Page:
America: God's Chosen Country After All?

Paul Harvey

Maybe the Protestant Providentialists have it right after all: after England threw away yet another sure victory (see "Revolution, American") in today's World Cup match, evidence that God created America as an exceptionally blessed nation is clearer than ever. I guess David Barton is right after all. (Update: after the referee took away our victory against Slovenia, one may reasonably infer that God is not all that omnipotent after all).

More seriously (but still fun), I was about to post about religion and the World Cup, when Bradley Onishi, a grad. student at UC Santa Barbara, beat me to it (HT: John Fea). And his piece is a hell of a lot more interesting than what I was going to say, which was basically to repeat a variant of my quadrennial complaint about how basketball is a far superior sport to any other, including soccer, and inspires religious devotion from me, but seemingly from no one else. A taste of Onishi's piece:

If it is not about religion, it seems that the only means of explaining the phenomenon of the World Cup is through categories and concepts that we usually reserve for the religious and the sacred. In a strange way, the World Cup is about none of the forces that overshadow the day-to-day concerns of human life. The Cup is a very elaborate ritual, played out on the largest global scale possible. It transcends politics, economics, and religion by incorporating all of them. It does so by juxtaposing people, groups, national identities, particular belief systems, and political circumstances in manners that simply do not happen in any other setting. In 2006, the small African country of Ghana handed the USA a humbling and hope-crushing defeat. Where and how else in the world does that happen? In the first week of the 2010 Cup alone, Cameroon meets Japan, Argentina confronts Korea, and the freed colonies of the USA revisit mother England. You might tell me that the Olympics do the same thing. True, the Olympics provide a panoply of countries competing against one another in various games. But the World Cup does so in a concentrated setting vis-à-vis the one sport that throughout the world -- from Ghana to Germany to Senegal to Korea to Mexico to Chile to Slovenia -- creates overwhelming obsession, unbridled devotion, and, sadly, violent fanaticism. Starting to sound like religion yet?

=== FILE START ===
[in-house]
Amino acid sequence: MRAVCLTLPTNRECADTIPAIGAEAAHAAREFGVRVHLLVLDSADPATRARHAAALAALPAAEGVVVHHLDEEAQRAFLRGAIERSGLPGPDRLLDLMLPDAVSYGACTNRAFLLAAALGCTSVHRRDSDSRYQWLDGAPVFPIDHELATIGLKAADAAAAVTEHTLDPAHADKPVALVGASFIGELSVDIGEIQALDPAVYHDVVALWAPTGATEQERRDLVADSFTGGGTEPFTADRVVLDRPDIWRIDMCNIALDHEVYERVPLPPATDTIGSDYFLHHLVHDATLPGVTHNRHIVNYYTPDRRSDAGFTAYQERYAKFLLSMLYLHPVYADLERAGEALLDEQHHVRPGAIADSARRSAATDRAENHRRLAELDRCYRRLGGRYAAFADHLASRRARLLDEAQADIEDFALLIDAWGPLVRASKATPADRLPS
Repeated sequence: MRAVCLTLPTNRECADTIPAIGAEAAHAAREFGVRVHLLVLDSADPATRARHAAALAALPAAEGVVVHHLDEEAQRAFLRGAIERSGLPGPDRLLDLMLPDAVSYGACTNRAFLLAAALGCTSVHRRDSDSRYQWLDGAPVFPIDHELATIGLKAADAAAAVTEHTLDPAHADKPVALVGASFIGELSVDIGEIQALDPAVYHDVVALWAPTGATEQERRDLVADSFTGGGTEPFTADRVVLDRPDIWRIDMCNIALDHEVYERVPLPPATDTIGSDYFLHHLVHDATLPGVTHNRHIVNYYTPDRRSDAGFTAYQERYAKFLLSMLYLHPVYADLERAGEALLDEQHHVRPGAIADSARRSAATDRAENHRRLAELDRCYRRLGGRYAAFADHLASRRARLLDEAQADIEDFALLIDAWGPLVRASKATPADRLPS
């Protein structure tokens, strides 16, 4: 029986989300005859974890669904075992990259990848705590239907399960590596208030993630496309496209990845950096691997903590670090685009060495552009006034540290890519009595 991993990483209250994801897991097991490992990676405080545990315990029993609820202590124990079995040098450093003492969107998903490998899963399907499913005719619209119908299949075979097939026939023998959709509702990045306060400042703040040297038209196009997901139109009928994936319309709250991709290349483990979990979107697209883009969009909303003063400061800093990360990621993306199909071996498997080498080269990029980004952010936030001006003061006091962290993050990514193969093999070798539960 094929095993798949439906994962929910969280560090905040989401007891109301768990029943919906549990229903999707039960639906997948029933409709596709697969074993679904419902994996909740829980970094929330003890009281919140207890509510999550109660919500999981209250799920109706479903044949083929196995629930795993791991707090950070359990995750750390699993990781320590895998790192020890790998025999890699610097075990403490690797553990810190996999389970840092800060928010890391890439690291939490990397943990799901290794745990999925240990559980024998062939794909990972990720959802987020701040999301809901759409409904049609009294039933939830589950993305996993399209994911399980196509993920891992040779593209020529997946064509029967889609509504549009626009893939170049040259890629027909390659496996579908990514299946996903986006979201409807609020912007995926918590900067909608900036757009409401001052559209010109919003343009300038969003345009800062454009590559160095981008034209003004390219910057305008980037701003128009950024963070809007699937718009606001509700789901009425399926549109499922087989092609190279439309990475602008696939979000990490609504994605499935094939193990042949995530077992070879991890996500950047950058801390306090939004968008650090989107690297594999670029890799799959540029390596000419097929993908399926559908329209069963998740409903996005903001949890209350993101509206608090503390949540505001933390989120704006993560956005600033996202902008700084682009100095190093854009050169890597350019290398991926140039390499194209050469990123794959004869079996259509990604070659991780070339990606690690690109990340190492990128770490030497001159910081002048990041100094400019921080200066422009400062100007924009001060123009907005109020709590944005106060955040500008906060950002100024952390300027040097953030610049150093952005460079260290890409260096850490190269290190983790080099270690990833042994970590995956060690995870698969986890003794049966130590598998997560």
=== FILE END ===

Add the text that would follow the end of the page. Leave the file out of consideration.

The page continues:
By contrast, basketball is the most secular of the major sports that I know, even when there is a deep Protestant versus Catholic (Lakers versus Celtics) contest as there is going on now. I can't think of a sport with less religious ritual than the hardwood game; a little crossing of one' s self on the free throw line, LeBron throwing the chalk in the air, and that's about it, and virtually nothing from the stands -- distinct contrast to baseball (with its endless rituals), and football (with its players kneeling in prayer after crossing the goal line, and the whole ambiance of religion-nationalism surrounding the Super Bowl), and of course soccer, as Onishi explains here. And, for the World Cup, it's not just religion as nationalism, either, because then it would just be the Olympics, as opposed to something different.

My complaints about the superior aesthetic and visceral qualities of basketball aside, I got to see firsthand the religious frenzy induced by the "beautiful game" in Italy in 1982, when Italia won the World Cup semifinals when I was in Florence, and the finals when I was in Rome, whereupon I got to spend an evening riding around in some Italian stranger's VW Bug, shouting "Rossi! Rossi!" (the name of Italy's star striker). Oh what a night. That was a religion I could believe in.


John Fea at: June 12, 2010 at 11:16 PM said...

Great post. I remember that Italian victory in 1982. I was nowhere near Italy, but I was living in a largely Italian-American section of North Jersey. In addition to Rossie, my favorite player was the 40-year old goalie Dino Zoff. Forza Azzurri!

Paul Harvey at: June 12, 2010 at 11:48 PM said...

Gratzie, John!

Rex at: June 13, 2010 at 12:44 PM said...

OK. Religion can be identified with celebration, and such are always fun. But everything that can be celebrated is not religious.

I have been known to comment that the "real" religion here in southern California where I live is "real" estate. It is worshipped by many.

Yet the distinction between religion and superstition still stands. Superstition imagines itself to govern outcomes (poor Greene, the GB goalie). Religion is for its own sake. Once upon a time, it was not who won or lost but how we played the game. Right. Those days are now ancient times. Pity us.

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